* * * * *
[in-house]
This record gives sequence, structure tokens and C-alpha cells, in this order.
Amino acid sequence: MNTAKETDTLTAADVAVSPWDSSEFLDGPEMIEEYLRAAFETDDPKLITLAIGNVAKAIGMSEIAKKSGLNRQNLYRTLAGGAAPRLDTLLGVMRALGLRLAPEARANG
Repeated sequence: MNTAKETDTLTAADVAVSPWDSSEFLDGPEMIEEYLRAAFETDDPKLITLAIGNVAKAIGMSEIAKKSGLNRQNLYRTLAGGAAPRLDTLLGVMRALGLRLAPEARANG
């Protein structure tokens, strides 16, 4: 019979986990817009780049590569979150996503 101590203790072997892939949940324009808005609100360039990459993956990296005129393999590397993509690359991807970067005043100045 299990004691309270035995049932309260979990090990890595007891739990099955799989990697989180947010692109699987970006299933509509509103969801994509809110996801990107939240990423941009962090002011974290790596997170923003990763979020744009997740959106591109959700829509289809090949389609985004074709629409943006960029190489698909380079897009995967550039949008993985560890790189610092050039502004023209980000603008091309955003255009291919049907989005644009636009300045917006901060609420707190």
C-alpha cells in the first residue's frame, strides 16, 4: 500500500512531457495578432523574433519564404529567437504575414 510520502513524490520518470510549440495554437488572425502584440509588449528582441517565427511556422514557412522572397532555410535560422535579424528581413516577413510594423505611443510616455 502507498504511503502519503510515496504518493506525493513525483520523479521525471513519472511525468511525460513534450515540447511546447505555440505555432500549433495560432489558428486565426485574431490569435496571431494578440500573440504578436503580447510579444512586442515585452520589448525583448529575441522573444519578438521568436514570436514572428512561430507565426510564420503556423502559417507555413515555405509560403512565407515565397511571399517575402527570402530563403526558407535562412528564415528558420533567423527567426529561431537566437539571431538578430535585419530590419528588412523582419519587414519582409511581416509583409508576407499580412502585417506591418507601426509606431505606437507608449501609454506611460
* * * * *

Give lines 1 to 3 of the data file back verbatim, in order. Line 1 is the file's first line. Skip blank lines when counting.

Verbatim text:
[in-house]
This record gives sequence, structure tokens and C-alpha cells, in this order.
Amino acid sequence: MNTAKETDTLTAADVAVSPWDSSEFLDGPEMIEEYLRAAFETDDPKLITLAIGNVAKAIGMSEIAKKSGLNRQNLYRTLAGGAAPRLDTLLGVMRALGLRLAPEARANG